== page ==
I met our friend Craig way back in 7th grade when we both somehow ended up in orchestra together at Holmes Junior High School around 1982. As I recall, neither of us had much use for playing the viola, and we spent most of our time goofing around. I remember once that we convinced a lot of other kids to shoot rubber bands into the crowd from the orchestra stage during a recital as we played for parents, alumni, and other distinguished guests. My social studies teacher remarked that he enjoyed the recital, but felt that the rubber bands were an unnecessary embellishment.
I met Skull a year or two later in early high school, and we all became part of the same circle of friends. I gravitated towards extreme metal, Craig towards hardcore punk, while Skull dabbled in both. We would all gather in my basement after school and on weekends as I had two things going for me at the time. First, a loud stereo combined with me being the first kid in my high school to own vinyl copies of “you name it” from Metal Blade, Combat, New Renaissance, Noise, Neat, Megaforce, and just about anything else floating around at the time; and, second, I also had a pool table, which greatly aided the cause in getting us all together on a regular basis.
A number of favorites ended up in our early rotation, and the time of 1984-85 really stands out. We endlessly replayed Sentence Of Death by Destruction, Morbid Tales by Celtic Frost, In The Sign Of Evil by Sodom, and, Craig’s personal favorite at the time, Apocalyptic Raids by Hellhammer. As Skull mentioned above, Craig’s calling card became his version of Tom G. Warrior’s death grunt, and we greeted each other in this manner for literally decades afterwards. Craig was such a fan of the song “Triumph Of Death” that, one time, Craig was so excited that we drove 10 miles from a party back to my house just to listen to the song. We drove back to the party afterwards; that is, after blasting the song on my stereo three or four times at top volume (and scaring the Hell out of my mother). When we graduated from high school a few years later, Craig tried unsuccessfully to have his name read as “Tom G. Warrior” during the ceremony. Craig also couldn’t get enough of In The Sign Of Evil by Sodom, and would frequently laugh at Angelripper’s bowl haircut.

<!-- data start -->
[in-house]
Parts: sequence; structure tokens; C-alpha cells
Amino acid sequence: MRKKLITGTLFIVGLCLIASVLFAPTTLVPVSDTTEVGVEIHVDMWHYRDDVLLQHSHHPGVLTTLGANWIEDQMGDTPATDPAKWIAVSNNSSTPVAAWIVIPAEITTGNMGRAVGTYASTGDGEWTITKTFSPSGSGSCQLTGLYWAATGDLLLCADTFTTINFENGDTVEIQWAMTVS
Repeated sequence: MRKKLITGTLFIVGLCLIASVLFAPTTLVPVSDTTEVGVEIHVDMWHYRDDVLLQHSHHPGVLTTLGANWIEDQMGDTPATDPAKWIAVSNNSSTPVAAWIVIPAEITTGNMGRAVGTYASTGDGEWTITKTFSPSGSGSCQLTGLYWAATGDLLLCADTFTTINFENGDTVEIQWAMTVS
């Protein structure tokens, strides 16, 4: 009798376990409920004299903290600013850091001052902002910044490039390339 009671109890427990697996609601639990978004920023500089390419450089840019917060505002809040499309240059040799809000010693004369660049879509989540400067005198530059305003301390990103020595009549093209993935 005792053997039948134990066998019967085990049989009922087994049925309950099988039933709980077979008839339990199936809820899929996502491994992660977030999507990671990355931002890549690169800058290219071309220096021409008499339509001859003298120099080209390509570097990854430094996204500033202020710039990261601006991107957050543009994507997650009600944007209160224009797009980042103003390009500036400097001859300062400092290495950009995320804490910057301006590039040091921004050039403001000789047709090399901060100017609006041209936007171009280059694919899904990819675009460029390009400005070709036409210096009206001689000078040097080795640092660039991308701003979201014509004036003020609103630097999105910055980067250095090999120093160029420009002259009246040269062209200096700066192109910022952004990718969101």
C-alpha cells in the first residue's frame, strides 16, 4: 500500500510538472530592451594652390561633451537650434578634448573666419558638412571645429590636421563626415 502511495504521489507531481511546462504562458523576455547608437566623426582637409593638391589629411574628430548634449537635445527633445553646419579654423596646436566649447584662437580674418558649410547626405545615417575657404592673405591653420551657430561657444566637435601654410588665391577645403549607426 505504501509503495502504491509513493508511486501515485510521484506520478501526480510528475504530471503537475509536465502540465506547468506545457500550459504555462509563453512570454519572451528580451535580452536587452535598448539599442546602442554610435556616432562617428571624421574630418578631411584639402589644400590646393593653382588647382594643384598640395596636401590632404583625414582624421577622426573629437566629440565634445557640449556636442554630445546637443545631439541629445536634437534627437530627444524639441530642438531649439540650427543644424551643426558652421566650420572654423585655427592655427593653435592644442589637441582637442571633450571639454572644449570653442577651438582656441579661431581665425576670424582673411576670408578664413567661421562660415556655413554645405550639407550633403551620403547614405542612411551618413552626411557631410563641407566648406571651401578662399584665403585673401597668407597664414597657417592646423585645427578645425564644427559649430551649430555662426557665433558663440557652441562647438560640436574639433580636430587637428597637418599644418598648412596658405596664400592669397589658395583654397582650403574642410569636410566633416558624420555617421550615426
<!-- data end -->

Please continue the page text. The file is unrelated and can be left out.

There was a period of time during these years that we all latched on to my beat up, taped from a tape from a tape copy of The Ultimate Revenge on a battered VHS tape. We watched the video endlessly for a time, and Craig convinced me to drag it to whatever party we were headed to for the evening. We would take over the VCR, pop in the tape, and promptly clear the room. This went on for some months until Craig ran over the tape in someone’s driveway.
In our later high school years, we hit the concert scene, and I attended a few shows with Craig. I distinctly recall seeing the infamous Celtic Frost/ Voivod/ Running Wild tour at the Cabaret Metro in Chicago, and you can bet that this was a highlight of our social calendar. Craig was so excited that he drove his motorcycle to the concert, only to discover after he arrived that he had left his ticket at home in Mt. Prospect. So, he promptly drove back home, got his ticket, and made it back just in time to catch Voivod. He jokingly referred to Running Wild as “Posing Wild,” anyway, so I don’t think that he was all that disappointed.
After I moved away from Chicago to eventually settle in Los Angeles, Craig and I only kept in touch infrequently over the years, something that I deeply regret and cannot ever rectify.
My friend Craig passed away in late September due to brain cancer. He was 43 years old. He is survived by his wife and two young children.